The dawn of a new age of muckraking

In these rapidly changing times, technology is playing a key role in democratizing the most important function in our society: the dissemination of information.

By Luke Rudkowski

Today, talking heads, corporations, governments, editors and publishers no longer make the definitive judgment on what is news and what is not. More than 100 years after Upton Sinclair wrote his muckraking book “The Jungle,” the tradition of muckraking has a new life on the Internet.

Sinclair set out on a daunting task: to infiltrate the meatpacking industry in Chicago. He took months off from work and immersed himself in the business, working undercover to expose the gross mistreatment of workers. Sinclair gave vivid details about immigrant life in Chicago, depicting poverty and homelessness and exploitation by the powerful.

Today, all it takes to create an expose is a laptop and a camera, or even just a cell phone. Anyone can take video and upload it to YouTube for the world to see. This accessibility opens up the possibility of an uncontrolled flow of information around the world.

The people now have eyes and ears all over the world, and are waiting to broadcast. This gives them an advantage over the mainstream media, which cannot always be at the right place at the right time. This exposure allows humanity to see and understand issues more clearly than ever, as events unfold in front of our very eyes from all perspectives.

The mainstream media occasionally misses big stories that rock society – either by negligence or on purpose – that online activists uncover. For example, in his book “Here Comes Everybody,” Clay Shirky details how bloggers brought down Trent Lott.

“This would have been a classic story of negative press coverage altering a political career – except that the press didn't actually cover the story,” Shirky writes. It was the bloggers that picked up on Lott's racist remarks during his speech at Storm Thurmond's 100th birthday party, which eventually cost Lott his leadership position in the Senate.

Recently, a groundbreaking story coined “Climategate” spread like wildfire through the Internet before making its way into mainstream media. This story concerned emails between scientists who produce studies to support theories of global warming. In the emails, the scientists were openly discussing destroying studies that didn’t support their theories.

This scandal, which was brought to the world’s attention thanks to the Internet, severely damages the validity of the global warming theory. If it weren’t for the Internet, this story might never have seen the light of day.

Major media outlets have not continued the tradition of muckraking for many reasons. It is a lot more efficient for a news organization to keep a reporter in the office writing news stories every day than to send him away for six months on a reporting trip that may only produce three stories.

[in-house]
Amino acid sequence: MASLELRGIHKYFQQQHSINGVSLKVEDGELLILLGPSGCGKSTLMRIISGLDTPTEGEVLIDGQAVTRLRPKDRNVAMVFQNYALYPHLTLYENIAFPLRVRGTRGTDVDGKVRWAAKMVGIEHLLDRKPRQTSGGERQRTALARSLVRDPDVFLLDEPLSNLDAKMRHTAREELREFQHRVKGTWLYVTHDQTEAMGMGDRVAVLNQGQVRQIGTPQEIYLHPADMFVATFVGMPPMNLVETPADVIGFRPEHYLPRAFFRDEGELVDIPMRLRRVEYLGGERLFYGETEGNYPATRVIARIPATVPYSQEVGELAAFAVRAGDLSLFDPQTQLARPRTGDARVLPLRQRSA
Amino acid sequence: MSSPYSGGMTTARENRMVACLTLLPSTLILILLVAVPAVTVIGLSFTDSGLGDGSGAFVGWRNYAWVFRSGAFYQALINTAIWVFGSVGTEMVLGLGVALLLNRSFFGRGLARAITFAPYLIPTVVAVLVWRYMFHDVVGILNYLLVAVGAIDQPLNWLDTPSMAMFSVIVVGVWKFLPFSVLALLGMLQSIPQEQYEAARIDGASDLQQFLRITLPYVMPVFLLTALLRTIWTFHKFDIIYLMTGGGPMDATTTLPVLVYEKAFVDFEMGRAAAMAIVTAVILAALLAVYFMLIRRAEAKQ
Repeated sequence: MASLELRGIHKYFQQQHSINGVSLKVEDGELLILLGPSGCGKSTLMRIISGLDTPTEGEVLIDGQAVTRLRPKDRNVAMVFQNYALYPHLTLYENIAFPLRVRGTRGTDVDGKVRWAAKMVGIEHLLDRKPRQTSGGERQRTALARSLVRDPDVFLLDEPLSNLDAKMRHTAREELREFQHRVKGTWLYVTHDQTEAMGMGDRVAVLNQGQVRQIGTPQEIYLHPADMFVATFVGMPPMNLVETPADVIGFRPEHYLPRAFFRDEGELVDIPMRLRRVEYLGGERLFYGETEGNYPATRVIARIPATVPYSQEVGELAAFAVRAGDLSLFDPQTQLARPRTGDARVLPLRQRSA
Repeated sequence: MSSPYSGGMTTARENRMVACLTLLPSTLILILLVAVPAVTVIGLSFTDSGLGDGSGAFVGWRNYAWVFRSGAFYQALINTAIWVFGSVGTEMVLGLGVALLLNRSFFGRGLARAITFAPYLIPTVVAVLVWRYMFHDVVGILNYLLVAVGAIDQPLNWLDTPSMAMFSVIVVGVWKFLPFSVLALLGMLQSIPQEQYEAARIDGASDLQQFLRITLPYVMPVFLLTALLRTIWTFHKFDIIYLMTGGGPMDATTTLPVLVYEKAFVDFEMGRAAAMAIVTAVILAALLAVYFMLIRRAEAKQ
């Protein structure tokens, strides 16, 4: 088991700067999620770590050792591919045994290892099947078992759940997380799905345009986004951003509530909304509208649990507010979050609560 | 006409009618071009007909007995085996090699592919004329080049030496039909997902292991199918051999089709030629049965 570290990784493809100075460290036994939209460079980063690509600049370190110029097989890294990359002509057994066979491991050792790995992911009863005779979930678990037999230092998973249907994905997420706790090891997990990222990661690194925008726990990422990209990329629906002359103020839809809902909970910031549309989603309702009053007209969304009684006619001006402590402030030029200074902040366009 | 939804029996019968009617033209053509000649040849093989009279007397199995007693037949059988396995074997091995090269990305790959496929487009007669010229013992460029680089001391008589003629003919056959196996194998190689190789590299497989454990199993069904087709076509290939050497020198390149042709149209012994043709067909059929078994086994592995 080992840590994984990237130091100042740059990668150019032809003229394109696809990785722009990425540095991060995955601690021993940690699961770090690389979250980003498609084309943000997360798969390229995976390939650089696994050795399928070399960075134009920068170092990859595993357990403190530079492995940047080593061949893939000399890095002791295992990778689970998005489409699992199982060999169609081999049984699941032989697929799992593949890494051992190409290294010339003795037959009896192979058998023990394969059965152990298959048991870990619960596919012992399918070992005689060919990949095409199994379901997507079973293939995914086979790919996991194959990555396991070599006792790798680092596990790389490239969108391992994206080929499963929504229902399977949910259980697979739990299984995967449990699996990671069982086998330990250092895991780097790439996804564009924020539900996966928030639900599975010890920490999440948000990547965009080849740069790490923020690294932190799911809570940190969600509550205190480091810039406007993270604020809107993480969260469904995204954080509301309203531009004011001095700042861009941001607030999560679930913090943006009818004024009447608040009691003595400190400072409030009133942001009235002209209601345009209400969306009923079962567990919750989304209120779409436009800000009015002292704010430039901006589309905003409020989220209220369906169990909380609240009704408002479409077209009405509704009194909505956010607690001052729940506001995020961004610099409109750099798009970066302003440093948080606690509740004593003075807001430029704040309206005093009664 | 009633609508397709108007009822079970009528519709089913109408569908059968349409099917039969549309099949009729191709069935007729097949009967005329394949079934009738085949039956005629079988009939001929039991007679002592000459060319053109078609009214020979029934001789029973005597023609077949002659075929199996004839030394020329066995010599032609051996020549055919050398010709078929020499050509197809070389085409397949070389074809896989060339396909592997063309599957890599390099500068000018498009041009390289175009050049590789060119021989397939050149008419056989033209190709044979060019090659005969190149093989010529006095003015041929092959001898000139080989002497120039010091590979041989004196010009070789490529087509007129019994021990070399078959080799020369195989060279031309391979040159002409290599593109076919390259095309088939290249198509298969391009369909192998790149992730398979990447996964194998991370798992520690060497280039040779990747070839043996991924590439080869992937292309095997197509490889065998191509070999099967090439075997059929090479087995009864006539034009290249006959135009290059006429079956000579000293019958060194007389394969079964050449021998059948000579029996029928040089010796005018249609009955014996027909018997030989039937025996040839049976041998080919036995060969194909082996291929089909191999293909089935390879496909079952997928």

It also has a lot to do with corporate relations. A news organization run by a corporation does not want to rock the boat and go after other large corporations to which they may have ties. It is impossible for a news agency to report fairly on an issue when their profits are involved. The news programs have been caught many times suppressing stories because their sponsors would be negatively affected by the media attention.

Corporations are only interested in profit and that's why we have seen them forget about muckraking journalism – it is not profitable. Judith and William Serrin said it best in “Muckraking: The Journalism That Changed The World:” “Some publishers and broadcast executives might as well be selling shoes as selling news.”

Today, five corporations control nearly 90 percent of the mainstream media. Almost everything we see, hear or read in newspapers, magazines, books, radio and television is owned by Time Warner, Disney, News Corporation, Bertelsmann or Viacom. The democratization of information via the Internet could not have come at a better time.

The Internet not only allows us a greater and richer perspective on events, but covers events that would naturally be censored by the mainstream media and their corporate interests. It gives activists an opportunity to see, hear and smell for the people, looking out for the masses and at the same time exposing the elite. This threatening wave of truth can not only end the profits of the five information-controlling corporations, but reform and revolutionize society. Once the people fully recognize the potential of this tool to express their grievances, they will be an unstoppable force.

Day by day, more information is controlled by fewer hands – but because of technology, there are no longer any gatekeepers. We are able to get a rich abundance of perspectives and views online that help us grasp and understand important events in our history as they unfold. The Internet has become more effective than traditional media. If a tree falls in the forest and no one is around to hear it, it still makes a sound. With the help of the Internet, today a single isolated tree can make so much noise that the whole world will hear it.

Luke Rudkowski is a social justice activist and a founder of WeAreChange. He lives in New York.